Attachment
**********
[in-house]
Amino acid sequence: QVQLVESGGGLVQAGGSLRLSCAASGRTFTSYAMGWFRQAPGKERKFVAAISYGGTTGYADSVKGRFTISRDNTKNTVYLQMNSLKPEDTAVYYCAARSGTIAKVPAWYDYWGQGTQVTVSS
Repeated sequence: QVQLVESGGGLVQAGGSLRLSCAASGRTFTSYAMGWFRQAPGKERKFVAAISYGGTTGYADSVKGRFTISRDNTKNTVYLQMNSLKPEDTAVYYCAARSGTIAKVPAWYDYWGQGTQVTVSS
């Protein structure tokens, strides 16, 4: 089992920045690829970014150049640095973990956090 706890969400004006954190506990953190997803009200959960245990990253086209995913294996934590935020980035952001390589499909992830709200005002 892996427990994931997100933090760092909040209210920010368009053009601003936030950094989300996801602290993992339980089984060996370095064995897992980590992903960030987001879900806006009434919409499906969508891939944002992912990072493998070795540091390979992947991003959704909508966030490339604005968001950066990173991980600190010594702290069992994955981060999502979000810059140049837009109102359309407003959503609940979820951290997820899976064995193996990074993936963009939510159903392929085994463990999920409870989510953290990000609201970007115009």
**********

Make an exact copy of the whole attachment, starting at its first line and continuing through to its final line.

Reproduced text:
[in-house]
Amino acid sequence: QVQLVESGGGLVQAGGSLRLSCAASGRTFTSYAMGWFRQAPGKERKFVAAISYGGTTGYADSVKGRFTISRDNTKNTVYLQMNSLKPEDTAVYYCAARSGTIAKVPAWYDYWGQGTQVTVSS
Repeated sequence: QVQLVESGGGLVQAGGSLRLSCAASGRTFTSYAMGWFRQAPGKERKFVAAISYGGTTGYADSVKGRFTISRDNTKNTVYLQMNSLKPEDTAVYYCAARSGTIAKVPAWYDYWGQGTQVTVSS
């Protein structure tokens, strides 16, 4: 089992920045690829970014150049640095973990956090 706890969400004006954190506990953190997803009200959960245990990253086209995913294996934590935020980035952001390589499909992830709200005002 892996427990994931997100933090760092909040209210920010368009053009601003936030950094989300996801602290993992339980089984060996370095064995897992980590992903960030987001879900806006009434919409499906969508891939944002992912990072493998070795540091390979992947991003959704909508966030490339604005968001950066990173991980600190010594702290069992994955981060999502979000810059140049837009109102359309407003959503609940979820951290997820899976064995193996990074993936963009939510159903392929085994463990999920409870989510953290990000609201970007115009």